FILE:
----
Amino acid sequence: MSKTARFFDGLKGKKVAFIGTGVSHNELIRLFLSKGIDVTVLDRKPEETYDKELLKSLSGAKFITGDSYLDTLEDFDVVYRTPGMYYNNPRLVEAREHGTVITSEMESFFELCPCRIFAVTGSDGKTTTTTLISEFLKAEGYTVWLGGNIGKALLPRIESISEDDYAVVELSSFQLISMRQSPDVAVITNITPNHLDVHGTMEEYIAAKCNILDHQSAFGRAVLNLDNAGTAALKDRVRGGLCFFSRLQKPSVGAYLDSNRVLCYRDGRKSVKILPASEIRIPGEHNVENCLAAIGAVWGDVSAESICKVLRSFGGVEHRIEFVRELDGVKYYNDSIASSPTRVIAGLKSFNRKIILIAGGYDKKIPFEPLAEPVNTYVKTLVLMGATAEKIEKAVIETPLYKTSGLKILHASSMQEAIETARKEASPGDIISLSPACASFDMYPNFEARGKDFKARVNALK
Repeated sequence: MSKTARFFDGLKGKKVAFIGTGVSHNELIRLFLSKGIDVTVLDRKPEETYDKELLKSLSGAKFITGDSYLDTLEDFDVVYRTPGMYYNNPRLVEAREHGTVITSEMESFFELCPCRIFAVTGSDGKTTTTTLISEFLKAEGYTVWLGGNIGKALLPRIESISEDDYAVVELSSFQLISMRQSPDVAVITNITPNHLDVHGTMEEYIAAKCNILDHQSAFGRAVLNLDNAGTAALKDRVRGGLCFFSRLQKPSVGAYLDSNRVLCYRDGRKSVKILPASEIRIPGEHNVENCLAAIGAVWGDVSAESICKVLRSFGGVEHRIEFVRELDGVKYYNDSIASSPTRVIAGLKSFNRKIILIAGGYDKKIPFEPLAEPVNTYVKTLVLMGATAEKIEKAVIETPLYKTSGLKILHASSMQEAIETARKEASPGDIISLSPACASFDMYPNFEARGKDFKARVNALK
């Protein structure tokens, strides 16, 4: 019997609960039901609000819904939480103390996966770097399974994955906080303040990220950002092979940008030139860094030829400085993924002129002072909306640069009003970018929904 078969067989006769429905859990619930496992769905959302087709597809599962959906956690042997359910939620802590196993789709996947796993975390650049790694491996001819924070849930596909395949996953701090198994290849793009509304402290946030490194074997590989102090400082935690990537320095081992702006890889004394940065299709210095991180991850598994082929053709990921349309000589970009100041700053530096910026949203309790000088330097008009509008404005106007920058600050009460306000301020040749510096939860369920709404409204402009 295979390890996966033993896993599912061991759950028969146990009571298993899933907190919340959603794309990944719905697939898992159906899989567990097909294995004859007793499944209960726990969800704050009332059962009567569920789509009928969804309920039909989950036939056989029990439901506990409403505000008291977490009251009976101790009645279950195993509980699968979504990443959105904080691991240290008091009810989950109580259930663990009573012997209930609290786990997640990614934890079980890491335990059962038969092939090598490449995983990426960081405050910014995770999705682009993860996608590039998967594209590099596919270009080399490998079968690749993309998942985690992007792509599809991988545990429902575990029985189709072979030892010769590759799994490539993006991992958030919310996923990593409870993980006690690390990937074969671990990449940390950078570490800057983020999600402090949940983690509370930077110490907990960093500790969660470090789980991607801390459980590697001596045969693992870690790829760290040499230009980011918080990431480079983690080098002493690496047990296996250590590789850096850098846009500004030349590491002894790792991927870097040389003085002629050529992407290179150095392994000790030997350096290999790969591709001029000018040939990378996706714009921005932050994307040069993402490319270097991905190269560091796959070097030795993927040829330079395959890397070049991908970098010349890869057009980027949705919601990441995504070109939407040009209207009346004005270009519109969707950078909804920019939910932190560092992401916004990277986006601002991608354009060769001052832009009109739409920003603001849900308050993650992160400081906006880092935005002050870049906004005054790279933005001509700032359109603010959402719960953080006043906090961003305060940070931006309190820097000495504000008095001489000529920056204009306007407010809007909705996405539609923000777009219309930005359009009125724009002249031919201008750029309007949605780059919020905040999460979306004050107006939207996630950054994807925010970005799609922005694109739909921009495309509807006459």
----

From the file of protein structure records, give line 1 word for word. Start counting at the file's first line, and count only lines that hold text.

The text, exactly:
Amino acid sequence: MSKTARFFDGLKGKKVAFIGTGVSHNELIRLFLSKGIDVTVLDRKPEETYDKELLKSLSGAKFITGDSYLDTLEDFDVVYRTPGMYYNNPRLVEAREHGTVITSEMESFFELCPCRIFAVTGSDGKTTTTTLISEFLKAEGYTVWLGGNIGKALLPRIESISEDDYAVVELSSFQLISMRQSPDVAVITNITPNHLDVHGTMEEYIAAKCNILDHQSAFGRAVLNLDNAGTAALKDRVRGGLCFFSRLQKPSVGAYLDSNRVLCYRDGRKSVKILPASEIRIPGEHNVENCLAAIGAVWGDVSAESICKVLRSFGGVEHRIEFVRELDGVKYYNDSIASSPTRVIAGLKSFNRKIILIAGGYDKKIPFEPLAEPVNTYVKTLVLMGATAEKIEKAVIETPLYKTSGLKILHASSMQEAIETARKEASPGDIISLSPACASFDMYPNFEARGKDFKARVNALK